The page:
The issue here is that the word "Lord" at 2 Thessalonians probably serves in place of a definite article. The same would then be true at 2 Peter 1:1 where the word "Savior" serves in place of the definite article.
2. The Internal Evidence
The internal evidence also strongly suggests the Sinaiticus rendering is correct. Nowhere else in Scripture is Jesus called "our God and Savior" but Peter regularly refers to Jesus as "Lord and Savior" in this same letter.
1:11: kingdom of the Lord of us and Savior Jesus Christ.
2:20: in knowledge of the Lord and Savior Jesus Christ.
3:2: commandment of the Lord and Savior.
3:18: in knowledge of the Lord of us and Savior Jesus Christ.
Since Sinaiticus is such an important manuscript, this in itself completely nullifies the Trinitarian claim for this verse. Their claim is an irresponsible claim based on unreliable evidence. Later manuscripts were written after the Council of Nicea and the Trinitarian Niceans would not have preferred the "Lord" rendering found in Sinaiticus and would have rather promoted the "God" rendering. Cherry-picking and footstamping and insisting that their preferred version of 2 Peter 1:1 is authentic will not authenticate anything for anyone. It is only one possibility and possibilities are not established facts. It is highly disingenuous to make such a claim based on such highly suspicious evidence as if the evidence were an established fact.
I am also highly suspicious of the Granville Sharp rule in this particular case. While Trinitarians can be expected to try and water down the problem, 2 Peter 1:1 is exactly the same construction as 2 Thessalonians 1:12 where it should be obvious to any honest person that Jesus is not there being identified as God. It appears to me that in each case, the titles Lord or Savior, in each verse respectively, may take the place of, and serve as, the definite article. Therefore, even if Peter wrote "our God and Savior" rather than "our Lord and Savior," the Trinitarian claim would still be highly questionable and would not amount to established fact but rather a doctrinal desire based on another desire that the GS rule is valid when they need it to be and can be ignored whenever they choose to do so as the above translators have so clearly done at 2 Thessalonians 1:12.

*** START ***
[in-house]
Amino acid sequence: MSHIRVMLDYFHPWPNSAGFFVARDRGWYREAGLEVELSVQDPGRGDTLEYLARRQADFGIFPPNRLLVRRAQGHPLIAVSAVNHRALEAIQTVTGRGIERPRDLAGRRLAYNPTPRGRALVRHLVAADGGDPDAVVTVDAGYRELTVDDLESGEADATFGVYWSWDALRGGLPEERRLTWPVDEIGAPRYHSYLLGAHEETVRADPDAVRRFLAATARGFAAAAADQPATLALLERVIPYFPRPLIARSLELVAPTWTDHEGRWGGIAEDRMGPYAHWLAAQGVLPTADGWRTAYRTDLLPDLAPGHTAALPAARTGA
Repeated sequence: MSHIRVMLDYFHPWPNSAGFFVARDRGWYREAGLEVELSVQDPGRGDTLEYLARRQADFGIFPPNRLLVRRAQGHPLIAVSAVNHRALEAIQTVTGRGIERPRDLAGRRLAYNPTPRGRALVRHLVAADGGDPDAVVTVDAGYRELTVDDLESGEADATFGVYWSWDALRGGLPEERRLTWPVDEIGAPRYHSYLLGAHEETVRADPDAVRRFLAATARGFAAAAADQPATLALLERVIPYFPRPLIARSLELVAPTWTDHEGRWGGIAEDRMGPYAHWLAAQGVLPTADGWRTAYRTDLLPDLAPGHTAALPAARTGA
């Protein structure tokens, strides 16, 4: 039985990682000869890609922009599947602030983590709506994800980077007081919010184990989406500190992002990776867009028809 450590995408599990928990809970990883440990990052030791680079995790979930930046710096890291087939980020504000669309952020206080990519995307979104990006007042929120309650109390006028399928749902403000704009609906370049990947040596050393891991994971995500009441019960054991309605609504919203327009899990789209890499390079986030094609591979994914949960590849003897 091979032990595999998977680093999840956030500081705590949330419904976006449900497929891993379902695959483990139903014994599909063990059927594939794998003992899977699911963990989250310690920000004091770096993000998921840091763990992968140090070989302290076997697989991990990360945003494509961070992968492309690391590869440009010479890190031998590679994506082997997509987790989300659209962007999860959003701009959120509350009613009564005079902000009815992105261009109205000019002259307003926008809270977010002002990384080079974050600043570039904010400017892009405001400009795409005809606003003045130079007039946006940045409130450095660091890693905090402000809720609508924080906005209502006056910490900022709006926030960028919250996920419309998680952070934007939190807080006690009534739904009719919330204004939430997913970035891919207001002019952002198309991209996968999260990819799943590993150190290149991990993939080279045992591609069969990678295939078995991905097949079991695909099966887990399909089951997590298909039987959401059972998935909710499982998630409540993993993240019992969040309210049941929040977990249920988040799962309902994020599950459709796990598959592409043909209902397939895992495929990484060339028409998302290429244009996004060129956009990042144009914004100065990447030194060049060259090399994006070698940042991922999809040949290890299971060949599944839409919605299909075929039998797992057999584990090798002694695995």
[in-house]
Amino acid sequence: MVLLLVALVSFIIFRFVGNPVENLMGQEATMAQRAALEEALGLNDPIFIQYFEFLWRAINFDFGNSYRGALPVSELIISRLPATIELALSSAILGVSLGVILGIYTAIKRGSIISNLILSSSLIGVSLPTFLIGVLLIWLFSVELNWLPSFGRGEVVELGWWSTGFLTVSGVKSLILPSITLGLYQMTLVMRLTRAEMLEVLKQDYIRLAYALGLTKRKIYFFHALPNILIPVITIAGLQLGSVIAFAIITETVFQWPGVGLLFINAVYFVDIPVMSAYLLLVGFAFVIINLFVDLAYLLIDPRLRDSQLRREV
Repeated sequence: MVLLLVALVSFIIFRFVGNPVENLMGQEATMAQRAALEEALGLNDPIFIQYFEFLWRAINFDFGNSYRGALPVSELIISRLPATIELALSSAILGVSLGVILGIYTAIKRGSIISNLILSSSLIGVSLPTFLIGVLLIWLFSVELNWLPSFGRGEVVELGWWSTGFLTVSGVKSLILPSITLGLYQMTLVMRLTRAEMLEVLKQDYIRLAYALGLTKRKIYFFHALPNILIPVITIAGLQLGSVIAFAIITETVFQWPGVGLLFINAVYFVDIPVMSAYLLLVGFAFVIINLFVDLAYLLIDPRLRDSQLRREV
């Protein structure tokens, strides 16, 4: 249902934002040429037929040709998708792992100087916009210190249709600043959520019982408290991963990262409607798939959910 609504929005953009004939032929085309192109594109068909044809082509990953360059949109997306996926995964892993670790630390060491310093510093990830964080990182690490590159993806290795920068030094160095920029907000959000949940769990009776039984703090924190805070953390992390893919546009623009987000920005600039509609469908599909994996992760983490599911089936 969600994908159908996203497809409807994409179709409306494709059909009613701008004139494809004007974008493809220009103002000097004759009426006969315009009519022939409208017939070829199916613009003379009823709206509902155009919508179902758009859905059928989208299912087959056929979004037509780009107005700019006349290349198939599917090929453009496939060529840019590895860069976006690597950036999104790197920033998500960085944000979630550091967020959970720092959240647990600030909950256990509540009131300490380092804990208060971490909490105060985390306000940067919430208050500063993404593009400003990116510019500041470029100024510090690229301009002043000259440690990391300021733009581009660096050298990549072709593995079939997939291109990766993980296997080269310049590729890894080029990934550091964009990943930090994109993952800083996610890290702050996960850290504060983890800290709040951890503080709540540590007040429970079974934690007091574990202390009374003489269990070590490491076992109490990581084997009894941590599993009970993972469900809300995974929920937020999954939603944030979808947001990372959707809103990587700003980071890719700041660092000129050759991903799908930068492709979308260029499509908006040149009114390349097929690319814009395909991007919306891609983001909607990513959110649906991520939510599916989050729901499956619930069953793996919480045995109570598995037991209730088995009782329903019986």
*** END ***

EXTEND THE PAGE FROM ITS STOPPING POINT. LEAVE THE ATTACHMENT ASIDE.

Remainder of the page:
Based on the available evidence, and concerning the manuscript renderings, I believe the evidence indicates that Peter most likely wrote, "Lord and Savior" rather than "God and Savior." However, while I think this is most likely, I conclude that the evidence for the authentic rendering of 2 Peter 1:1 is inconclusive based on these available facts and an unbiased evaluation of those facts. Based on the available evidence, one simply cannot decisively conclude whether the manuscript evidence originally read "God" or "Lord."
When all these facts are considered, I can find no reason at all to suppose that there is any reliable evidence that Peter is here identifying Jesus as God. The manuscript evidence is extremely significant casting serious doubt upon the rendering which Trinitarians wish was authentic. The peculiar nature of the Greek grammar structure, found also at 2 Thessalonians 1:12, is very significant, Granville Sharp rule or not. And the internal evidence does not support the Trinitarian claim either. There is absolutely no reliable evidence in this verse which should compel anyone to conclude Peter has identified Jesus as "God."
Last Updated: June 21, 2014